Finn World Masters: German Budzien Holds Lead in Big Breeze

Published on June 12th, 2014

Sopot, Poland (June 12, 2014) – Andre Budzien (GER) maintains his overall lead at the Finn World Masters after an action packed day of thrills and spills in Gdańsk Bay as strong winds and a full race program tested the sailors to the limits of endurance. Defending champion, Michael Maier (CZE), is one point behind in second, while Allen Burrell (GBR) is another eight points back in third.

It was a different day in Sopot as the 235 Finn sailors were treated to proper wind and perfect Finn sailing conditions. Strong, gusty pressure replaced the light, fickle winds that have dogged the event so far. In one day the fleet sailed as many races as it had already sailed for the week, to not only make it a valid championship, but also to allow a drop to come into affect. With five races now sailed, the competitors can discard their worst race, which for quite a number of sailors was a BFD.

The offshore wind meant the water was only slightly choppy, but also that the pressure was quite patchy, with several monster gusts causing more than a little excitement, especially at the crowded mark rounds. For some, the goal was just to make it round in one piece. Most succeeded, though there were a number of spectacular capsizes and broaches.

Blue fleet got the day under way as they sailed three races to catch up with the lost race from Wednesday. Michael Maier (CZE) took the first race, but in the second had problems with his centerboard, which allowed Ray Hall (NZL) to pass, a lead he kept to the finish. Maier ended the day with another race win. Aleksandr Kuliukin (RUS) and Igor Frolov (RUS) both had good days to move into fourth and fifth overall. A sixth for Hall in the third race just squeezed him into the medal race with equal points with Marc Allain Des Beauvais (FRA).

Hall recalled his race win, “Maier and I both came off the line at the pin, and I took a hit back into the middle. There were a couple of Russian guys who came out of the right on a good lift and led us both round the top mark. Maier managed to get through to the front on the downwind and I moved up to third. On the second beat I stayed on the left and got on Maier’s hip and pushed through at the top mark. I ducked him on the gybe and was able to free pump down to gain the inside angle and came back to cover. He rode down on me on the final reach in the big gusts, but I was able to hold it up the last beat to the finish. It was nice. I’d take that any day. Then I broke the tiller extension in the second race, so that was a bit of a painful one, but I still managed sixth. It was a good day, with a good Finn wind and some great rides on the reaches and downwind. It was great fun.”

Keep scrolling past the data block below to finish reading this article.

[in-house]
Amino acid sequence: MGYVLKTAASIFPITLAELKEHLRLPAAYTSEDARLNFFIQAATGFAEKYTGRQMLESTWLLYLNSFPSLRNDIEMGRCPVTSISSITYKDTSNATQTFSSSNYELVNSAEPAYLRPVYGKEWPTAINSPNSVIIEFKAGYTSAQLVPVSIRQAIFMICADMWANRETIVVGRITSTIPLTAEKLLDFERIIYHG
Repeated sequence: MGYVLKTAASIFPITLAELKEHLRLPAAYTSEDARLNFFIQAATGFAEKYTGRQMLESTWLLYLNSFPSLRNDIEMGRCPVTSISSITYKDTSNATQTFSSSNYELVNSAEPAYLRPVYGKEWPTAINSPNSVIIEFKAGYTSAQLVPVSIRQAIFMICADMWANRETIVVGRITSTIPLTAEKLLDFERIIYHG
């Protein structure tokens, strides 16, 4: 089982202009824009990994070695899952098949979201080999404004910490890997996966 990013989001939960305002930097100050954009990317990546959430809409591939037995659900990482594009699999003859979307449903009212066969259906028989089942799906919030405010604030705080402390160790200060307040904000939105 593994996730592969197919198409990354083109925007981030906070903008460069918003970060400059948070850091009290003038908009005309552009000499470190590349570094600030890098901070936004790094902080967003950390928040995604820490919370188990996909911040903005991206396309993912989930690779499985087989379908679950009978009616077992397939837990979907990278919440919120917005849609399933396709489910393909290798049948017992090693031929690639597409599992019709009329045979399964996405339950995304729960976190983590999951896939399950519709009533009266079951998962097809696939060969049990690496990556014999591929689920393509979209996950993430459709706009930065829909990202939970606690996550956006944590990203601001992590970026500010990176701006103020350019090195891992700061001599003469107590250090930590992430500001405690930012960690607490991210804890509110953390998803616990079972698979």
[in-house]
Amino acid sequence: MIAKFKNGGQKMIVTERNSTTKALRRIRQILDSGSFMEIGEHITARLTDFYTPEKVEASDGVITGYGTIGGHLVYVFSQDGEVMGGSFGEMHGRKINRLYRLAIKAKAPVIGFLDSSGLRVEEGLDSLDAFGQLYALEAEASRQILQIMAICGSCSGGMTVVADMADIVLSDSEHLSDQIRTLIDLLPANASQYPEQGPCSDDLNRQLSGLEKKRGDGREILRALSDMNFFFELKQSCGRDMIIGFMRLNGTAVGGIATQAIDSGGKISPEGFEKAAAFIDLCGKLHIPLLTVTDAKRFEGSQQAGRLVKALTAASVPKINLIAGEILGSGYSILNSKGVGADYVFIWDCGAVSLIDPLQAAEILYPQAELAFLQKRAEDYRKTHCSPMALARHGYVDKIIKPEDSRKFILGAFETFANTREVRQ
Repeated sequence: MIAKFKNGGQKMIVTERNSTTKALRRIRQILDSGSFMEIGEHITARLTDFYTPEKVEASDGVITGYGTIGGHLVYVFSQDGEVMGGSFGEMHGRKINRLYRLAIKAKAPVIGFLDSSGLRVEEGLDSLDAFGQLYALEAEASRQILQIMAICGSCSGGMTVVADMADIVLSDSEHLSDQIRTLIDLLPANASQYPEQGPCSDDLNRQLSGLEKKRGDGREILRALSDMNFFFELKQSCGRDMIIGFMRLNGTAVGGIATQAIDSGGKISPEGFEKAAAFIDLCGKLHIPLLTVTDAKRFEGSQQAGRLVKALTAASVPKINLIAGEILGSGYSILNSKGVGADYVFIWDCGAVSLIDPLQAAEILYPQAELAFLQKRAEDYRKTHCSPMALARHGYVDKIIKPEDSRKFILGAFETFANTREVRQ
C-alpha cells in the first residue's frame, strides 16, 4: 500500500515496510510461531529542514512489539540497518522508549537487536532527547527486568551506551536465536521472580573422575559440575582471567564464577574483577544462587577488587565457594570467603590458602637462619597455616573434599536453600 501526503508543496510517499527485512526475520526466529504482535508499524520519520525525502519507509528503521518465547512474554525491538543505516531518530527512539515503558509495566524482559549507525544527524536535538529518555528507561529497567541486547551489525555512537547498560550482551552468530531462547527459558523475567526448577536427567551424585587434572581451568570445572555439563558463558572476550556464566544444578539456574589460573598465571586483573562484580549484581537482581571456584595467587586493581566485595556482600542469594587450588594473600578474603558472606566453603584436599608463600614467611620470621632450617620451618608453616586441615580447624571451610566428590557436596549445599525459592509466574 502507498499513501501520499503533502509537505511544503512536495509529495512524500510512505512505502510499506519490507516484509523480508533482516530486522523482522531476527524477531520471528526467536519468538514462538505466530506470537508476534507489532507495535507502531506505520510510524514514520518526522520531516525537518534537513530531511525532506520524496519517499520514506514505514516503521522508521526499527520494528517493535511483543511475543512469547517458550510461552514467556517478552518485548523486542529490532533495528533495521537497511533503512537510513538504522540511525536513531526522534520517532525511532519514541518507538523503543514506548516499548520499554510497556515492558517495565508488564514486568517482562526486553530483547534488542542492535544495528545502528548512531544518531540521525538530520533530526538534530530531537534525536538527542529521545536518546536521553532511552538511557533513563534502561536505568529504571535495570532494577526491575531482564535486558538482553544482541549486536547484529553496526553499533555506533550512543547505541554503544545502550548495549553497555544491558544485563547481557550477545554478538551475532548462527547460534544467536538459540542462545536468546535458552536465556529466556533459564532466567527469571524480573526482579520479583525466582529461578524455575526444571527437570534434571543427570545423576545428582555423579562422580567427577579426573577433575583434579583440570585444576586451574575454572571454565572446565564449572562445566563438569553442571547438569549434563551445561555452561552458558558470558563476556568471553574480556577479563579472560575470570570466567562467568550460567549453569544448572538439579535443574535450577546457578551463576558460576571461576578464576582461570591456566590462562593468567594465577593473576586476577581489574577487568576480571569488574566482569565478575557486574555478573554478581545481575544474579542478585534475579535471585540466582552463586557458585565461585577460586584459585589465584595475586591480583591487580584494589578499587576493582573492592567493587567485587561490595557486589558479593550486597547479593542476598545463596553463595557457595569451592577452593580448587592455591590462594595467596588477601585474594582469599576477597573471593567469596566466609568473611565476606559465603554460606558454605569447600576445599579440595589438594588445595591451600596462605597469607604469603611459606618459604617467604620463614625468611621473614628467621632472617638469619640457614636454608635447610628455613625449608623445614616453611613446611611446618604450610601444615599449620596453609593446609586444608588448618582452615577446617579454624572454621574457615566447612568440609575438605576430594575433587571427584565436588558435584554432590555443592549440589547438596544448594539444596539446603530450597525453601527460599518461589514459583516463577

In Yellow fleet Andre Budzien (GER) was made to work for his two race wins. He was in trouble after both starts and had to work his way through on the beats, but his downwind speed saved him. Allen Burrell (GBR) should have done better today based on his upwind performance, but he lost places on the downwinds. It was enough to move up to third, though a nine-point jump to first might be too large to bridge. Walter Riosa (ITA) and Piet Eckert (SUI) both had consistent days to join Friday’s medal race.

Budzien commented, “Very good day for a light man like me. It was nice but my first beats are always not so good in heavy winds, but in both races I had a bit of good luck two or three hundred metres before the top mark, where I got some good windshifts and got near to the top guys. Downwind I had good speed. It was hard to defend upwind, but on the downwind I managed to make some distance. In the first race it was Allen pushing me and in the second it was Piet Eckert. I needed a 100 meter or so lead round the downwind mark to keep the lead upwind.”

Burrell mulled over his missed chances, “It was a pretty hard day actually. I felt like I had really good speed upwind in the breeze, but I was struggling downwind a bit, maybe because I am bigger than the other guys. I am really aching now, but it was a good day and good fun. It was good for me to race today but a lot of sailors will have struggled in those conditions, because it was quite windy. It’s pretty tough on the older guys.”

Five races are needed to be able to sail a medal race, so Friday’s schedule will be the final race for Yellow and Blue groups (less the medal race sailors) and then the medal race itself. The Masters use a Top Ten Plus rule, which means all sailors on points equal or less than tenth place can sail the medal race. So, tomorrow there will be 11 boats in the medal race.

Interestingly, the top three are all Grand Masters, so will also be competing for those medals. The Grand Grand Masters is being dominated by Henry Sprague (USA), who led Yellow fleet round the first mark in the first race today. He has a 30 point lead over Chris Frijdal (NED), but also has a BFD from race 1, so still needs another good race to take that title. The points are much closer in the Legend category with Howard Sellars (GBR) holding a two-point lead over Richard Hart (GBR). While Sellars capsized and retired in his second race in Yellow fleet today, 75-year-young Hart completed the three grueling races in the Blue fleet, and finished all three in the top 50.

The final fleet race is scheduled for 11.00 on Friday with the medal race to immediately follow.

1 GER 711 Andre Budzien 4
2 CZE 1 Michael Maier 5
3 GBR 2 Allen Burrell 13
4 RUS 161 Aleksandr Kuliukin 14
5 RUS 31 Igor Frolov 17
6 ITA 55 Walter Riosa 22
7 SUI 86 Piet Eckert 24
8 SUI 5 Christen Christoph 26
9 GER 193 Thomas Schmid 28
10 NZL 2 Ray Hall 32
11 FRA 99 Marc Allain Des Beauvais 32


Report by Robert Deaves
Photo by Robert Hajduk |







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